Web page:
[The Tuesday Poem]
That peripatetic poet and erudite Beckettian Harvey Molloy has just posted a poem of mine, "The Darkness", on his blog, as one of his weekly "Tuesday Poems." (I found out just what an authority he was on Joyce and Beckett - kind of inevitable, given the surname - a couple of weeks ago, when he put up my poem "U.p.: up")
[Harvey Molloy: Moonshot]
The idea didn't actually originate with him. Apparently it was Mary McCallum who first started the actual Tuesday Poem blog, which is now managed by a rotating editorship. The idea does seem to have spread like wildfire, though. There are now quite a number of sites which post a weekly poem on Tuesdays. You can check out a bunch of them through the links available here. Go on - what else are you going to be doing of a Tuesday morning?
99 Ways into NZ Poetry
I've been allowed a sneak preview of the proofs of this mighty tome, written by Paula Green and Harry Ricketts, and due out from Random House in the middle of next month.
I was sent the advance sheets because Paula and I will be discussing the book (and talking generally about "ways into poetry") at the Going West Books & Writers weekend on Saturday 11th September (from 3-3.45 pm). I'll also be at the official booklaunch in the Auckland Central Public Library on 17th September from 5.30 -7.00 pm. Come along and pick up a copy then.
So what's it like? Well, I don't think it's an exaggeration to say that it's the book we've all been waiting for: comprehensive, inclusive, varied, visually attractive and positively bursting with useful detail. Those of us who teach poetry will now have something to recommend both to students who are struggling with the whole notion of expressing yourself in heightened snippets of language, and more experienced readers who need a crash course in what's been written, when, and by whom.
It's not just a textbook, though. I defy anyone who takes a look inside to say that it's all familiar territory. To be honest, I think it's worth having just for the reprints of single poems with discussions by their authors. It's extremely interesting (and revealing) to see just how each of them approaches the task of dancing around a poem which was - of course - originally intended to be self-sufficient and self-explanatory.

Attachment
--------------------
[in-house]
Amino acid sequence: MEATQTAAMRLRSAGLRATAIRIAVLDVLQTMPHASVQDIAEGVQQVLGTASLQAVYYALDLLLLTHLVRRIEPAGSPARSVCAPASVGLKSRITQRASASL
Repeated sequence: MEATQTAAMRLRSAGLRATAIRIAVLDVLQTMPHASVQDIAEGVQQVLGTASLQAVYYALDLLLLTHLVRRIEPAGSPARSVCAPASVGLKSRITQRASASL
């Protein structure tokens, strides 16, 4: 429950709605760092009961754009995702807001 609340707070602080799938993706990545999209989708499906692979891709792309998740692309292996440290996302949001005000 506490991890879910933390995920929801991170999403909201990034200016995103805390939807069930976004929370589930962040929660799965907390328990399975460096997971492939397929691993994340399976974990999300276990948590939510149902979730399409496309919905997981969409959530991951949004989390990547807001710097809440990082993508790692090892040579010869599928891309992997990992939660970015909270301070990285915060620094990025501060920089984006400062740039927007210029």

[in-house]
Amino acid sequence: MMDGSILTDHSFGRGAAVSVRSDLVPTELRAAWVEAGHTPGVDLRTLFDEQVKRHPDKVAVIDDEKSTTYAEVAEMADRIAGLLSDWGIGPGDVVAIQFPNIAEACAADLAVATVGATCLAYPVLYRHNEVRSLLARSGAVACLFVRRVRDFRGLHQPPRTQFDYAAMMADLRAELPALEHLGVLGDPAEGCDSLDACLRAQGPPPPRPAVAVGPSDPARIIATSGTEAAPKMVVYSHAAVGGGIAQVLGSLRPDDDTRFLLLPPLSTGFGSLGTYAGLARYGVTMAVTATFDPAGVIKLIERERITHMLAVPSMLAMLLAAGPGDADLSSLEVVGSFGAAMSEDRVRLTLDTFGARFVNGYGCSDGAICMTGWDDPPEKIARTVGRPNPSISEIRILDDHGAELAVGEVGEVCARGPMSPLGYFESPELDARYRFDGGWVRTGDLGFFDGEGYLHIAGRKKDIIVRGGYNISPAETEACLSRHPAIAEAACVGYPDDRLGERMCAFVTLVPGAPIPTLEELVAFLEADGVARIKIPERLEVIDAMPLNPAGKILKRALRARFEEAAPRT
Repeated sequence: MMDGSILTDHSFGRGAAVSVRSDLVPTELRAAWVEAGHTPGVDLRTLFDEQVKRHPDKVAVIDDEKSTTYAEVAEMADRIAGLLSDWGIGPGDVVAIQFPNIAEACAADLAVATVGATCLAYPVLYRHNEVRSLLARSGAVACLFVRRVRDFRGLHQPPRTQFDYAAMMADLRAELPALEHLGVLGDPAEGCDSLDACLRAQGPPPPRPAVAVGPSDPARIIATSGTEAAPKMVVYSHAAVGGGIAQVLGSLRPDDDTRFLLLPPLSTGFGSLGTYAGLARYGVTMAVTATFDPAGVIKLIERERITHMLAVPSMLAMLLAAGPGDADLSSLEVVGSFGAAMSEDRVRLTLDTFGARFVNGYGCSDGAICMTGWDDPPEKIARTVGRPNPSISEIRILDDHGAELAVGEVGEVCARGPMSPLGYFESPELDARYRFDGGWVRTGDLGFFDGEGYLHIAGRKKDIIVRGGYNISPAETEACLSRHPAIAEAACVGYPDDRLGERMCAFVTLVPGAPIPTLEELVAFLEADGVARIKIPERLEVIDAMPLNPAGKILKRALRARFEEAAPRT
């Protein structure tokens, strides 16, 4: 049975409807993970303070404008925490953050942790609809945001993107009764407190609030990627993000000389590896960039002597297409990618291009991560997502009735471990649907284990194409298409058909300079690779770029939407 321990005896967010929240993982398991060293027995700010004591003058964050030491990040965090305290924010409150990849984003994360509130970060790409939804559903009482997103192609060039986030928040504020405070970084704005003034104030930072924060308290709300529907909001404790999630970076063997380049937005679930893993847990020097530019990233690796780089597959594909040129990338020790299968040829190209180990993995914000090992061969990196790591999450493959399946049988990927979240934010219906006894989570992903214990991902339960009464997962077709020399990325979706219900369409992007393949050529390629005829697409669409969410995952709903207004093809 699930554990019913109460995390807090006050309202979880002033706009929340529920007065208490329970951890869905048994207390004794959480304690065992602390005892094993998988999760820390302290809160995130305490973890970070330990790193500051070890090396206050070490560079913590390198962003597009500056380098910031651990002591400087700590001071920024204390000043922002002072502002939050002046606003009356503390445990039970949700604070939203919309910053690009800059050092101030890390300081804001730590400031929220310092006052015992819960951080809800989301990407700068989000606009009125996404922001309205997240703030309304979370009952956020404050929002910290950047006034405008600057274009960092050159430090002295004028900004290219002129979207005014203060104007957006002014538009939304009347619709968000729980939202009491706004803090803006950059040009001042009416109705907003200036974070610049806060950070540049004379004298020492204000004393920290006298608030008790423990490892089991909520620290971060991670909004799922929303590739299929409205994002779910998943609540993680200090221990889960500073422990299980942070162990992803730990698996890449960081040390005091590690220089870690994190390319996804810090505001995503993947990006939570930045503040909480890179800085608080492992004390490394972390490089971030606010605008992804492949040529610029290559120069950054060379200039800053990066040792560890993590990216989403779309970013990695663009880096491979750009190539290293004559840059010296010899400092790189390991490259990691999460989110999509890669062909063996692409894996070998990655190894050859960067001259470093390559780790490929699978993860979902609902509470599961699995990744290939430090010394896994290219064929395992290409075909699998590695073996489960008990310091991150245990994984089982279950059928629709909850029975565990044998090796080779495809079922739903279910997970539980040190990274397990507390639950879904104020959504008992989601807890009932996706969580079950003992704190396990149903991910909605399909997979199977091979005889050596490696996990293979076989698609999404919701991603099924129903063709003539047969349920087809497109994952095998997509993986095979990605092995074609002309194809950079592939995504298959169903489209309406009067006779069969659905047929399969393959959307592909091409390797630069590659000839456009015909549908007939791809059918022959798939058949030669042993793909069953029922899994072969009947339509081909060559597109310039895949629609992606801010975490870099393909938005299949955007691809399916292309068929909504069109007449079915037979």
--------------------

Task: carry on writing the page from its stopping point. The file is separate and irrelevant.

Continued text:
It's going on all my reading lists right now. I think we're going to be talking about this book for a long time to come.
[Niel Wright & Mark Pirie]
Check out Nelson Wattie's launch speech for the new Poetry Archive of New Zealand / Aotearoa. They already have an extensive catalogue of books available for consultation in their Wellington premises, but Mark tells me that donations from authors and publishers are always welcome. Be sure to check the online catalogue to make sure they don't already have all of your works, though!
Home & Away
The second leg of this Trans Tasman Poetry Symposium is scheduled for Wednesday September 1st-Thursday September 2nd in Sydney. You can find a full programme of events on the nzepc here, together with a digital archive of the poems and texts generated to date by the first part of the gathering.
There'll be a lot more to come, I'm told, so do keep on checking the site.
I understand that not many of you are going to be able to jet across to Sydney just for the occasion (I wouldn't be going myself if it weren't for a helping hand from my employers, Massey's School of Social and Cultural Studies). You'll notice that a lot of the papers from the Auckland part of the conference are already up on the nzepc, though, so hopefully the same will be true of the readings and discussions this time.